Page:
The comet appeared in SOHO LASCO C3 imagery around 03:06 UTC on September 26 and finished its journey just over a day later. It was recorded by both LASCO C3 and C2 coronagraphs. Despite appearances, this comet did not hit the Sun - it disintegrated well before reaching that point.
Kreutz Sungrazers are fragments from the breakup of a single giant comet many centuries ago. They get their name from 19th century German astronomer Heinrich Kreutz, who studied them in detail. Several Kreutz fragments pass by the Sun and disintegrate every day. Most, measuring less than a few meters across, are too small to be seen, but occasionally a big fragment like this one attracts attention.
Sungrazing comets have been observed for many hundreds of years. In the late 1880's and early 1890's, Kreutz studied the comets which had the potential to become Sungrazers and had been observed until then. He determined that some were Sungrazers and some were not.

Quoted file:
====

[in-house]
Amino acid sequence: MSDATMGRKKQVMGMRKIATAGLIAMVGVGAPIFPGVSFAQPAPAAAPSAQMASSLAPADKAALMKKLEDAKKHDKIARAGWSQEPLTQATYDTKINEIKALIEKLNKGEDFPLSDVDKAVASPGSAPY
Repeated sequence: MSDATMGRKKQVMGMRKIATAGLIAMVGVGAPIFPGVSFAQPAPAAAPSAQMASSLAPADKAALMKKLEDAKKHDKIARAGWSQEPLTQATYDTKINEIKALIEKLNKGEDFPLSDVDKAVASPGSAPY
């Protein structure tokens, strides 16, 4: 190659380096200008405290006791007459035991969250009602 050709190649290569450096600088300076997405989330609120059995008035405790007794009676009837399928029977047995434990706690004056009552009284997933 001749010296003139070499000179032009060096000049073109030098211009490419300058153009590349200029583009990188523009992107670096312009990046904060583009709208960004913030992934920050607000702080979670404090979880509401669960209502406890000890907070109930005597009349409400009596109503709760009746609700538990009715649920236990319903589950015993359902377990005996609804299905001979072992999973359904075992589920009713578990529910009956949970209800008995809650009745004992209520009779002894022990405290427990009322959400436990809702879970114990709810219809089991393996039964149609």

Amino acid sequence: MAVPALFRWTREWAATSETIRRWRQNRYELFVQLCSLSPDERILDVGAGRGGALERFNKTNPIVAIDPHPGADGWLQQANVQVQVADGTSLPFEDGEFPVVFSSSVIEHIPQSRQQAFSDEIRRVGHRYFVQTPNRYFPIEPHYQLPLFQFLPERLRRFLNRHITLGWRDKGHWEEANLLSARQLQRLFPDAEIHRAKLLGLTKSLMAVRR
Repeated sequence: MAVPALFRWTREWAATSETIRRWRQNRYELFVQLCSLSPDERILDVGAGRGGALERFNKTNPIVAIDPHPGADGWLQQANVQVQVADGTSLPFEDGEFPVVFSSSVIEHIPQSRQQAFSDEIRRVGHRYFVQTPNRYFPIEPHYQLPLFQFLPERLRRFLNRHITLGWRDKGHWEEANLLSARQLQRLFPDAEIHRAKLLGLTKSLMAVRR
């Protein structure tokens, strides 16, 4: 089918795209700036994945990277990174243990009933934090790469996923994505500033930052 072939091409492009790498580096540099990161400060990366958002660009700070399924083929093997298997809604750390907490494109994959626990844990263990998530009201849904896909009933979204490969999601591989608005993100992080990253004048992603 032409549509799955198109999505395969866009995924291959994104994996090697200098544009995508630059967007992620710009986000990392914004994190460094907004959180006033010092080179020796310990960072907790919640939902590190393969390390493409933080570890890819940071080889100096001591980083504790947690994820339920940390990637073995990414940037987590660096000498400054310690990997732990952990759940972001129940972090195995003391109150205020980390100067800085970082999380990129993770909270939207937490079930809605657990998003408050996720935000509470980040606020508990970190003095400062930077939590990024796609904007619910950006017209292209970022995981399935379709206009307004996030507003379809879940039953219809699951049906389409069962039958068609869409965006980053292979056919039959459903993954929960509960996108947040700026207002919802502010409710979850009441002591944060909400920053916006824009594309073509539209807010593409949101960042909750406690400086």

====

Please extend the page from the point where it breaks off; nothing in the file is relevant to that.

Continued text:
He also found that those which were indeed Sungrazers all followed the same orbit. That is, they were all fragments of a single comet which had broken up. It is probable that the original comet, and its fragments, have broken up repeatedly as they orbit the Sun with a period of about 800 years. In honour of his work, this family of celestial bodies is named the Kreutz Sungrazers.
Featured Image Credit: Bright Kreutz sungrazing comet approaching the Sun on September 27, 2017. Credit: ESA/NASA SOHO LASCO C2, C3; NASA/SDO AIA 304